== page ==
Friday, April 1, 2011


I’m publishing the work of a guest BLOGGER today, C. Hope Clark, the editor of Funds for Writers Newsletter.  Her contact info will appear at the bottom of the BLOG.  The article is reproduced with the author’s permission from her newest FREE newsletter Volume 11, Issue 13, April 1, 2011, and if you’re a writer, you need to read this piece, and you’ll want to subscribe to her FREE newsletter.  This is an article I’m saving! 


Time after time I receive emails from scared writers.  They are afraid to submit, some even afraid to write.  Most fear making mistakes in publishing their stories.  Half the time I want to hug them and say it'll be okay.  At other times I want to grip their shoulders and tell them to snap out of it.
That fear is the largest obstacle to their writing.
It's not the scams. It's not the naysayers.  Heck, it's not even the rejections.  It's them. They are their worst enemies.
I want you excited about writing, about being a writer.  That adrenaline drives you to write more. That adrenaline pushes you through the rejection while seeking acceptance.  Whether published or not, that internal power makes you want to do better and not settle for anything short of a product to be superbly proud of showing to anyone, anywhere.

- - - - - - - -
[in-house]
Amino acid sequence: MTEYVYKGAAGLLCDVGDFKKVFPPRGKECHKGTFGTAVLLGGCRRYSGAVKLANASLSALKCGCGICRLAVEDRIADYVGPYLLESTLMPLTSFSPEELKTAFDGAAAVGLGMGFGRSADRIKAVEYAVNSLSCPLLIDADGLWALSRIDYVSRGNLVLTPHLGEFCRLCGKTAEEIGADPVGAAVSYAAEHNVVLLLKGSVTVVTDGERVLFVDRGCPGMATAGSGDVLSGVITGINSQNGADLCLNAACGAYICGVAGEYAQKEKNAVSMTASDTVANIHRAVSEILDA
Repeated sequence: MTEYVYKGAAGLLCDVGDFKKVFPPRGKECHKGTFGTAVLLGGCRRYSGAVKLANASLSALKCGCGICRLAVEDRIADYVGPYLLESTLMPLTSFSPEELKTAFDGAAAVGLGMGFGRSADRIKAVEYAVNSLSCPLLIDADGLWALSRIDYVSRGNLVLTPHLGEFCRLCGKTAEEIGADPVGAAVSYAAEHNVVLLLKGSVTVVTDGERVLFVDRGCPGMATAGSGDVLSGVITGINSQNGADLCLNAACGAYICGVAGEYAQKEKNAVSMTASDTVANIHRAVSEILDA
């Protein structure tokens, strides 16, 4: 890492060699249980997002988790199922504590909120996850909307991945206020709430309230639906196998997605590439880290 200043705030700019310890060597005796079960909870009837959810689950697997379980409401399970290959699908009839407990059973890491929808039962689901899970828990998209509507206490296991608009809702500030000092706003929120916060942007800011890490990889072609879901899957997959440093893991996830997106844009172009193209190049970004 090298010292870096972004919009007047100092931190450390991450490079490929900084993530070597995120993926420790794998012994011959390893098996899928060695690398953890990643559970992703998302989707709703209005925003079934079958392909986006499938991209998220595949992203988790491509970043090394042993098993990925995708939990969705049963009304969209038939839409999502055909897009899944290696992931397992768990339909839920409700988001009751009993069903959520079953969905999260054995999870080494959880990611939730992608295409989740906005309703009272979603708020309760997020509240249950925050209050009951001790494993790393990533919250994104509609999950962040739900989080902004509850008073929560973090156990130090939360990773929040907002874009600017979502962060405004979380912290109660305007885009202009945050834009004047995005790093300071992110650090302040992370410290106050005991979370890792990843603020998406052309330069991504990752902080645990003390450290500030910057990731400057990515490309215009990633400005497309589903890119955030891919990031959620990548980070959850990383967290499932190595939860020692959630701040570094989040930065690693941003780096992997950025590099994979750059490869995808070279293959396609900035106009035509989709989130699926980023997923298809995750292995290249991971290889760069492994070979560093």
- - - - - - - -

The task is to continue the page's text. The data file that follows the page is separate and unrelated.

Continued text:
So many times writers want me to tell them whether their work is any good, so they know whether or not to continue.  That's a weak cop-out. They are the only ones who can make that call.
There's power in calling your own shots.  Because with the power of growing also comes responsibility. When you are not published, you need to try harder, whether it's in your query efforts or the quality of your word-slinging.  If someone hurts your feelings, it's because you let them.  You decide what knocks you down and how hard.  Not anyone else.
Nobody tells me that I don't write well.  Nobody tells me to give up.  They may say a piece needs work, but hell, I know that.  I'll always know I can make any effort better. And it doesn't matter if they publish me or not, I'll continue to improve over the last piece I wrote.
We write and read and grow.  Then one day, fate matches our needs with those of an editor or publisher, and magic happens.
Choose to be ever excited.  You'll be a happier writer.

C. Hope Clark, Editor,  Funds for Writers,
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